Kevin Duke from Kentucky was excited to get his daughter her first ever car. He wanted to make sure he finds the best vehicle and he eventually bought a nice used car. But little did he know it wasn’t just “a car.” It hid a secret that broke his heart. Nothing could prepare this father for the words written on that piece of paper.
Speaking of the unusual experience, Kevin took to Facebook to share it with his friends. “Well, yesterday I’m in it tinkering around and I open this storage compartment on top of the dash (which I’ve opened a half dozen times already). This time I notice a rubber mat in the bottom of it and for whatever reason, I pull it out. To my surprise, I find this envelope with this letter inside. I won’t lie, I shed a few tears.”
He even snapped a photo of the letter. Needless to say, it brought him to tears and none of those who read it were spared from crying themselves. This is what it said:
“To the person that gets this car, I just wanted to let you know what a special vehicle you’ve bought. This car belonged to my mom. She passed away Feb. 25, 2015 in a house fire along with my 6 year old daughter and my aunt. The last time my mom drove this car was the day she left us. Her and my daughter went out shopping and got their hair cut.”
That car meant the world to the person who wrote the letter, but she had no choice but sell it.
“This car holds a lot of special memories for me. My home and everything in it is gone, this car is all that I had left to touch. There was a mix up with paperwork and that’s caused the car not to be paid off by insurance. It’s very upsetting that I have lost my family, my home and now I’m losing this last link I have with my mom and child through no fault of my own.”
That vehicle witnessed of the fun time and the incredible memories the previous owner and her family experienced during their fulfilling trips. It witnessed of their joys and of times that could never return.
“I’m not mad at you. I hope this car is the best car you’ve ever owned. I hope it runs for 100 more years. I hope the backseat is filled with kids and toys and random things. My family filled this car with lots of love and other sticky things. We took road trips, blared 80’s and country music and rolled the windows down. I’ve changed more diapers in the backseat than I can count. There’s probably a sucker stick or a crayon hidden somewhere that belonged to my baby. Maybe an entire chicken nugget. HA!”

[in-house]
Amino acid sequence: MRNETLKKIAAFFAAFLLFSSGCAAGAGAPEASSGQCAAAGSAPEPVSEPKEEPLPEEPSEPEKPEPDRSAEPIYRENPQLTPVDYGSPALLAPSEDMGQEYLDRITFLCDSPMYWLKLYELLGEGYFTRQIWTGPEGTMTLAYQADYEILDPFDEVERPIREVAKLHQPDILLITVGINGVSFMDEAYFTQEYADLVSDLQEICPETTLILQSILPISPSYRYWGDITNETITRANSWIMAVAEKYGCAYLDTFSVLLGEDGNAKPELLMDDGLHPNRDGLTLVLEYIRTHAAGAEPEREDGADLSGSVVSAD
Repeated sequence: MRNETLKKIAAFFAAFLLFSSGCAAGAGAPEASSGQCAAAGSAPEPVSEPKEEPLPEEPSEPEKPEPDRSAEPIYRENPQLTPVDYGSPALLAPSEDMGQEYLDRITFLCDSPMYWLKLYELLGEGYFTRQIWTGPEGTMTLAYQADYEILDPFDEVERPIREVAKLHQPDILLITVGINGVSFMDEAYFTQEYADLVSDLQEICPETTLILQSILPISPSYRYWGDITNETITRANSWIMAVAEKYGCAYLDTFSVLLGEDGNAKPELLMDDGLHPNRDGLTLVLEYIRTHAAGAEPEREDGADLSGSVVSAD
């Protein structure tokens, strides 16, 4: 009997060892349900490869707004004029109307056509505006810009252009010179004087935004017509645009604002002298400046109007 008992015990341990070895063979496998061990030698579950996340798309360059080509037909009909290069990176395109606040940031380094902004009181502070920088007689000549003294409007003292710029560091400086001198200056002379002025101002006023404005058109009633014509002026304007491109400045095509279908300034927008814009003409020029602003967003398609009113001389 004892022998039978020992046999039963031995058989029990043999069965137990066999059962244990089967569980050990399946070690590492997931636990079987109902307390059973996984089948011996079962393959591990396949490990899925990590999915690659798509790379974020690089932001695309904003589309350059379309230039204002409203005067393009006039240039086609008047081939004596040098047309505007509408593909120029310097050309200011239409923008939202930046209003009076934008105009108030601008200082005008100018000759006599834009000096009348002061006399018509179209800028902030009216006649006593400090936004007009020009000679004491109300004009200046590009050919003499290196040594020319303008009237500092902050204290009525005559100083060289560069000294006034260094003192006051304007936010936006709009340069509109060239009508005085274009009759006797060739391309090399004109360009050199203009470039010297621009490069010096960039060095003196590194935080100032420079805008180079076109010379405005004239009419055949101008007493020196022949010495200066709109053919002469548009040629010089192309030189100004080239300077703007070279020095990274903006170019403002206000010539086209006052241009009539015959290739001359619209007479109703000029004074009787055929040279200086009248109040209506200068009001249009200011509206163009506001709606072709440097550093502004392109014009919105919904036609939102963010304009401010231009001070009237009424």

That car wasn’t the best out there, but the reason it was so special for that woman who wrote the letter sure was.
“I don’t know if you’ll see it but there may be a dirty spot on the dash. My daughter and I would pretend to go on adventures while we sat in the driveway and she always put her feet there. The dent on the rear drivers side fender and the dent in the passenger side door are where my daughter learned to ride…and crash…her bike a few months before her death.”
“I know it’s just a car to you, but to me it’s so much more. Life happened in this car. Love, joy and adventure was had in this car. So now that it’s yours, please remember it isn’t just a car. It’s a memory. This car with all its quirks is the last piece of my family. Be nice to it. Play it a country song. Big Green Tractor was my daughter’s favorite song ever, or some Lynyrd Skynyrd Freebird. That song meant so much to us that I played it at their funerals.” Kevin’s girl will always have “someone” by her side while she drives that car.
“You’re riding with angels. My angels. Talk to them if you like, I’m sure they’d like to see and hear about any new adventures you take in this car. By the way, her name is Sylvia. The very first day mom got this car, we all rode around and Dr. Hook’s Sylvia’s Mother came on the radio, the name kind of just stuck when my daughter said that’s what we should name the car. So please don’t change her name.”
The touching letter ended with a request. “If you ever want to sell Sylvia, please try to find me. I just paid for 3 funerals, I can’t afford to buy it right now, but hopefully I’ll be in a better financial situation if you decide later that she’s just not right for you anymore. Be blessed, be happy, live and love like we did. I wish you and Sylvia the best!” This story touched many hearts and spoke of the personal pains each of us goes through during our lifetime.
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